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Fighting Old Battles Again

Age of Mythology: 20th Anniversary

Age of Mythology logo, featuring art of gods from various cultures including Greece, Egypt, and Vikings.

It is very difficult on this, the 20th anniversary of Age of Mythology, to put everything this little game means to me into words. So I suppose it is easiest to start with the raw facts. Age of Mythology is the third game released in the influential Age of Empires series of real-time strategy games, and the first to be made entirely in 3-D. It was developed during that wonderful growing pains period of game development, where video games were not yet the multi-billion-dollar cultural juggernaut we know and despise today. The first two games in the series had focused strongly on systemizing a combination of dry history nerd facts and history as a subjective experience, as from a film or work of historical fiction, with results that were occasionally discordant. Age of Mythology by contrast takes place in a world of hero, monster and myth. where the Gods reward their worship in tangible and dramatic ways. Although it’s not as well remembered as other titles in the series, it maintains a small but devoted fan base of RTS enthusiasts who, more than 20 years later, still keep a devoted competitive scene alive.

It is not entirely the result of the chip on my shoulder when I say Age of Mythology is somewhat unloved. The other three mainline Age games all received lavish “Definitive Edition” remakes, and a sequel, Age of Empires IV, came out in 2020. (Note: this part is now outdated as in between writing this and it being published AoM did actually receive a remake announcement. The reader may use their own discretion as to whether the chip on the shoulder must also be corrected.) AoM doesn’t have anywhere near the cultural footprint of Age of Empires II, or the nostalgic neolithic RTS experimentation of the original. It’s in an awkward position, sitting somewhere in between the knife edges that define the gameplay of ’90s vintage games and the more refined immediacy of IV. Before Age of Mythology, video games were a niche hobby for enthusiasts capable of putting together a PC. After Age of Mythology, video games were a billion dollar industry as rife with horrifying issues as it is profitable. But to people like me who have been playing this game more or less continuously since release, there is just something about this game, a unique quality to it that has never been recreated or matched. It’s a game I don’t just love but one that has grown in my estimation as the years have gone on, one that is always installed on my computers for when the mood strikes.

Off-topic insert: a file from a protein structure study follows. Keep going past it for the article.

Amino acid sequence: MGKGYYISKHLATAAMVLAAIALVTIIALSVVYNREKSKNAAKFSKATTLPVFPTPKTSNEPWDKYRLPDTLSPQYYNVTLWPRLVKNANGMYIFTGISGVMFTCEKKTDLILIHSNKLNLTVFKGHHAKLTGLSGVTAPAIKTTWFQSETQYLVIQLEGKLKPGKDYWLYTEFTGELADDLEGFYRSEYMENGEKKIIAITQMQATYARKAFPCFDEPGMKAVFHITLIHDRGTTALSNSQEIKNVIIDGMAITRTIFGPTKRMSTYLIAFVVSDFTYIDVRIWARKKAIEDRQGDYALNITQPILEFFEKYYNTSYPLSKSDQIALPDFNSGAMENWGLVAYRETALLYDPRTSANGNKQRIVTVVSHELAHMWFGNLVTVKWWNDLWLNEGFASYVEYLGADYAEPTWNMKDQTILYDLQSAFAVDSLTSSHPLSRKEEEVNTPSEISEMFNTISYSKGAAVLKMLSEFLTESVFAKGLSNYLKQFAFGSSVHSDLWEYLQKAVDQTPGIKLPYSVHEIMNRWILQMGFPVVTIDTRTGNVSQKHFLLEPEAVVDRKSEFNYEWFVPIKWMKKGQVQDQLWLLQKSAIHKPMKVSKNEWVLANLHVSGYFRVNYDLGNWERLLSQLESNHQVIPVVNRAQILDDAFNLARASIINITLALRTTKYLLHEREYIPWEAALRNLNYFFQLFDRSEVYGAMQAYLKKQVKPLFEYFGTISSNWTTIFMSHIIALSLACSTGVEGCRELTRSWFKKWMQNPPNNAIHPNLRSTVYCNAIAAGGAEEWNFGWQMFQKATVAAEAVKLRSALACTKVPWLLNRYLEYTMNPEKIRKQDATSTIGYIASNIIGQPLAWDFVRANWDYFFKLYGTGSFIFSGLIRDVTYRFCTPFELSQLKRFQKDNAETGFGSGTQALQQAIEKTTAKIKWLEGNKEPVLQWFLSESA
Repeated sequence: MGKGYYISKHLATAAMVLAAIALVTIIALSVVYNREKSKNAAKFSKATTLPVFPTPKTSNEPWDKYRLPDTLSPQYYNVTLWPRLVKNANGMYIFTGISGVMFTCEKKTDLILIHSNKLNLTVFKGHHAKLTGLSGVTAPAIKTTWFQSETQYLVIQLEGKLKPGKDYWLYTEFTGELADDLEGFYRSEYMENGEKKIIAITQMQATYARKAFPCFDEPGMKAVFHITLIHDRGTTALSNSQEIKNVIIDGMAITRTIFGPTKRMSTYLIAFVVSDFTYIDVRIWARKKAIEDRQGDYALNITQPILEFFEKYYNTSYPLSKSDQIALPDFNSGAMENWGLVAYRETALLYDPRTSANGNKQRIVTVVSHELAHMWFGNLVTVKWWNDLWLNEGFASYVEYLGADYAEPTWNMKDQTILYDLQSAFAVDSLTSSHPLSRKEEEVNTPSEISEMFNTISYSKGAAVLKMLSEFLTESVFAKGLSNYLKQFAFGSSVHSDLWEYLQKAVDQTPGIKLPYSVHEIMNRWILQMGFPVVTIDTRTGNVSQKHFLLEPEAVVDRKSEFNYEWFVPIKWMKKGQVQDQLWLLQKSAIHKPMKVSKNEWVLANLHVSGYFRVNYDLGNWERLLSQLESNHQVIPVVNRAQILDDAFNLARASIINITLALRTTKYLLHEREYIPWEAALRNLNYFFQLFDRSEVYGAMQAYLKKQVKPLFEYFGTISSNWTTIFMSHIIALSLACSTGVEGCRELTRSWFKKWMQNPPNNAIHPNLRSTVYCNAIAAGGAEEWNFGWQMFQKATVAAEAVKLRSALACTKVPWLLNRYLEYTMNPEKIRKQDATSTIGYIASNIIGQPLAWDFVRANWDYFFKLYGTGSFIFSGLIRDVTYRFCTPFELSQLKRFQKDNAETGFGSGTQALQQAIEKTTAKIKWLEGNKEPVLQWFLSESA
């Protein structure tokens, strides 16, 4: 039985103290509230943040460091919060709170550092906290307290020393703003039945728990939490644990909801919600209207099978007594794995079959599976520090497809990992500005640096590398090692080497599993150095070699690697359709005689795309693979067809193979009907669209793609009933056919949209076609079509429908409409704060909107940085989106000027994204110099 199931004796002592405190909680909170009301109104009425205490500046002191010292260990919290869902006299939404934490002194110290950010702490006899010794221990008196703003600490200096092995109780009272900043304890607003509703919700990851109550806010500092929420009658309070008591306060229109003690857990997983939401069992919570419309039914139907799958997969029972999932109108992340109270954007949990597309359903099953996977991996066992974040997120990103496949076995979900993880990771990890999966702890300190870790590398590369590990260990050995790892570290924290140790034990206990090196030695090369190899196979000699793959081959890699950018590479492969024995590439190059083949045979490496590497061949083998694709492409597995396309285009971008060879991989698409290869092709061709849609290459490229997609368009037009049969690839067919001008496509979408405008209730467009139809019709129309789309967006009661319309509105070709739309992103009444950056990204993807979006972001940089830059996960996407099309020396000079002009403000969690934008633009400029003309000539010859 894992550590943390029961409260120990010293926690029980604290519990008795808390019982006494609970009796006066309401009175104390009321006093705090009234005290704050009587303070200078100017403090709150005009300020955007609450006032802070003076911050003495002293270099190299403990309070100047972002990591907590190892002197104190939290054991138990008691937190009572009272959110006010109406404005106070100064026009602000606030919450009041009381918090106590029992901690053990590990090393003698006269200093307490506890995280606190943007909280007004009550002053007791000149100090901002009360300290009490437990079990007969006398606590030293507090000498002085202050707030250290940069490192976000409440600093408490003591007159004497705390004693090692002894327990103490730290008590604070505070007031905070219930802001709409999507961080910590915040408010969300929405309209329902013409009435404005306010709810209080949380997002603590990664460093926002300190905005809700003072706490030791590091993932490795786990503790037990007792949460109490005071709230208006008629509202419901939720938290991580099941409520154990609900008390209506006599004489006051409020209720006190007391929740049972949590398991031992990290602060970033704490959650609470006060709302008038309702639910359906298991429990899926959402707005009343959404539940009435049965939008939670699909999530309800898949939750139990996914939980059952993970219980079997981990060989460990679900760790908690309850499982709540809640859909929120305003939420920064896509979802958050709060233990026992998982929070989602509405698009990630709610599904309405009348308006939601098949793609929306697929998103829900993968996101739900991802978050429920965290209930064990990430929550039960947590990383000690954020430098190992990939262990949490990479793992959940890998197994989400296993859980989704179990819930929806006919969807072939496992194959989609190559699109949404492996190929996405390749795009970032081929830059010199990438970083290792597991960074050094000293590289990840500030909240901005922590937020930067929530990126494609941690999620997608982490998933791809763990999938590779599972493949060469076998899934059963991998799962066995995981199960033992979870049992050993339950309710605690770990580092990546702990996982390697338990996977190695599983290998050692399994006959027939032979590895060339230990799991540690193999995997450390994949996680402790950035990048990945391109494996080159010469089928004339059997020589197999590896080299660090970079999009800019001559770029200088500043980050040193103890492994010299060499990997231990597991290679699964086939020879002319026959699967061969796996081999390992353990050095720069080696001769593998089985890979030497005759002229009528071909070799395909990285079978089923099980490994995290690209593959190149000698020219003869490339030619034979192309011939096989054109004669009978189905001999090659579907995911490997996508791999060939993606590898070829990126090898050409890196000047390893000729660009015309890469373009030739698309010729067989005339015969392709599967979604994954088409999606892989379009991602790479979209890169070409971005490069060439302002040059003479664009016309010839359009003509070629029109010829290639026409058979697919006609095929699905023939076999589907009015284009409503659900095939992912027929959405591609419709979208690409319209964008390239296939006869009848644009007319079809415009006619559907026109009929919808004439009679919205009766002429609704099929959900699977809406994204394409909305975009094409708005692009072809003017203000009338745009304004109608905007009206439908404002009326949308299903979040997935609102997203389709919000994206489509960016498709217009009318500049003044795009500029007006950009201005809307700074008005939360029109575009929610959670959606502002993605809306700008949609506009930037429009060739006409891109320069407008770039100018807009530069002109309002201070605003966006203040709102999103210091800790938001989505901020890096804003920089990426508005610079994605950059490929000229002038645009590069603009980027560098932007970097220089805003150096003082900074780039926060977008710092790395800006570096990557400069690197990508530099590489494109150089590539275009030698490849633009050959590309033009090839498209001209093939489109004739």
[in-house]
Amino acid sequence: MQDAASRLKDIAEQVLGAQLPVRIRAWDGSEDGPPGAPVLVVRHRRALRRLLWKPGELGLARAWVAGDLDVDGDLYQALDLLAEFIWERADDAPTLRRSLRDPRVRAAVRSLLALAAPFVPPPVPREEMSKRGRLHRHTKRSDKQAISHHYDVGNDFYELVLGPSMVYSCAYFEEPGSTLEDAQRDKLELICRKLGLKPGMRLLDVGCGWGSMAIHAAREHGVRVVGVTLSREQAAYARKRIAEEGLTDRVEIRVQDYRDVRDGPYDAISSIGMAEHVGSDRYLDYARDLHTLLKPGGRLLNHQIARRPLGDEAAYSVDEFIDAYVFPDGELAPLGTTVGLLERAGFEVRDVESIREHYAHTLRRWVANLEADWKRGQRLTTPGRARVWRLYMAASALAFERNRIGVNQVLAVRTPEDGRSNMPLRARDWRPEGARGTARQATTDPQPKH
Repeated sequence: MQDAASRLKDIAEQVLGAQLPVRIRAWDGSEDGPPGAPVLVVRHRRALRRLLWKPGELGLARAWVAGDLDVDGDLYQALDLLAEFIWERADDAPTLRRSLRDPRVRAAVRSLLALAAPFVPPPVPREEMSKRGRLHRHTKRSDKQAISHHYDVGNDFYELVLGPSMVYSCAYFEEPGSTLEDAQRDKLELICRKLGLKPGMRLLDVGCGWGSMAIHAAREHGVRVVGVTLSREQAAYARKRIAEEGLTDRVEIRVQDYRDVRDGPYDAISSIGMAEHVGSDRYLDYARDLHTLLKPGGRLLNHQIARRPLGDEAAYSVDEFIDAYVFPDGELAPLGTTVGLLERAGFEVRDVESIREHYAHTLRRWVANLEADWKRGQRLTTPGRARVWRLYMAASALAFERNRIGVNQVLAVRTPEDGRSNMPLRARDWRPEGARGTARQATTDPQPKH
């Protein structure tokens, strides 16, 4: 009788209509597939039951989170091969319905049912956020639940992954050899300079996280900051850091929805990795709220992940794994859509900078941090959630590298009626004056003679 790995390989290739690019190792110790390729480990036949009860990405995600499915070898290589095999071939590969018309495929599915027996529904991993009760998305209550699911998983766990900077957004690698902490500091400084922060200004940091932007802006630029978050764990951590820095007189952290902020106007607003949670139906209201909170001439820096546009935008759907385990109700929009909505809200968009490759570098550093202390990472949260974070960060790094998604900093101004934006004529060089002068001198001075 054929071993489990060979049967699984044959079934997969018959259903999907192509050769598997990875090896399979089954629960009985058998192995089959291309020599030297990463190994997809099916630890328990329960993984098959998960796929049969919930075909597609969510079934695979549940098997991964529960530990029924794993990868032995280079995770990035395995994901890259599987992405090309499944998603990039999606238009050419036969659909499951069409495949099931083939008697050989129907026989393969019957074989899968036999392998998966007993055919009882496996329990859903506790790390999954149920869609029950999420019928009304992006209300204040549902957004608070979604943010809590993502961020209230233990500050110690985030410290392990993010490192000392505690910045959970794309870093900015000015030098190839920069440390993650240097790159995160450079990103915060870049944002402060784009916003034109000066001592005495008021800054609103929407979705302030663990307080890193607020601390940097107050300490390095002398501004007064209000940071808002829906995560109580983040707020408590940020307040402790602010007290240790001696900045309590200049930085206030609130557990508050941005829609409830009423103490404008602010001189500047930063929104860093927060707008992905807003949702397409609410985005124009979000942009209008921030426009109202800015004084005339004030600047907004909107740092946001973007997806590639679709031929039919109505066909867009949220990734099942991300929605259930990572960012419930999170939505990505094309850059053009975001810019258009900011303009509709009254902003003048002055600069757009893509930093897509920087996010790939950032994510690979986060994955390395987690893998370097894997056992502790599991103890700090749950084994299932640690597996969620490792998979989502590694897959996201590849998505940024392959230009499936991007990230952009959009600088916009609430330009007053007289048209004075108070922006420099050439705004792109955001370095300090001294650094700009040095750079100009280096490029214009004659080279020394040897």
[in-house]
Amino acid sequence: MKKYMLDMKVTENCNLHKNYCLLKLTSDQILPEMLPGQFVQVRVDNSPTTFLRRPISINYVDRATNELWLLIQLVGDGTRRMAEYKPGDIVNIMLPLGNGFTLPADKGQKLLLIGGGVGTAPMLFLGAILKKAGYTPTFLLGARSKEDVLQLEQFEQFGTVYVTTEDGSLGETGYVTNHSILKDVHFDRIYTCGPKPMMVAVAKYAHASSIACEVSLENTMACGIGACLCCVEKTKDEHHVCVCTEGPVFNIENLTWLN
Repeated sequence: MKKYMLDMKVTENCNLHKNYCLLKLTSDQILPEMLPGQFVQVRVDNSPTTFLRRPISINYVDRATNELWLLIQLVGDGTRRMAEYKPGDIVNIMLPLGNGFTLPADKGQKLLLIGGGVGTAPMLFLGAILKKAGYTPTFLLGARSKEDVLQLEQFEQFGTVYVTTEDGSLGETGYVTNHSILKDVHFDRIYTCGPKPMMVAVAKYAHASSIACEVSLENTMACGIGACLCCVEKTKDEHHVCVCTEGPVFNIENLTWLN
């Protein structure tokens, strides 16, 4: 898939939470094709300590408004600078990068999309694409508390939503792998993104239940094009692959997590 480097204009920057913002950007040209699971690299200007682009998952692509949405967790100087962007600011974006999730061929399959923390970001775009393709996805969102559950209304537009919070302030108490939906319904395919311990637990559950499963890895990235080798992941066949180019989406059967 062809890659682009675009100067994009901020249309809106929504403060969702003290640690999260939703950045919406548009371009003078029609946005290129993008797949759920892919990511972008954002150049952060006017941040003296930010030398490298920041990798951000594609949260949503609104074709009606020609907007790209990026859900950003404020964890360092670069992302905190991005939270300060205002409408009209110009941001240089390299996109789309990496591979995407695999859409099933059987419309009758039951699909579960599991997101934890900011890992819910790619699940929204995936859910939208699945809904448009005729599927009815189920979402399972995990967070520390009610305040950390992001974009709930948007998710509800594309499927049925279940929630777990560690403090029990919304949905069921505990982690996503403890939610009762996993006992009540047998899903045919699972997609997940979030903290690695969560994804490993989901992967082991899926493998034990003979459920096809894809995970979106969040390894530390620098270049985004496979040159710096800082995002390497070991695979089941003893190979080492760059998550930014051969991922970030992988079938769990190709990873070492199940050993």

There’s a lot that goes into making it my favorite. But perhaps the most important, the one I can’t emphasise enough, is how good it feels to craft and execute a strategy in this game, the back-and-forth based on the strengths and weaknesses of your civilization, major and minor gods, and when and where to use your god powers. It’s a game that, despite being played constantly since it was released 20 years ago, despite two expansion packs and balance patches of varying levels of quality, has not yet been solved. A dominant, unbeatable strategy has never emerged that couldn’t be countered: the balance between the civilizations (a.k.a “civs”) has remained remarkably stable. The metagame, the level of strategy and competition that exists between the players rather than in the game itself, is a constantly ticking work in progress as a new strategy emerges, gets popular, is countered and drops out of the meta. If you play online enough and try to ladder for ELO points, you’ll even hit some builds old enough to be genuinely nostalgic for long-time fans from the early days of the games release.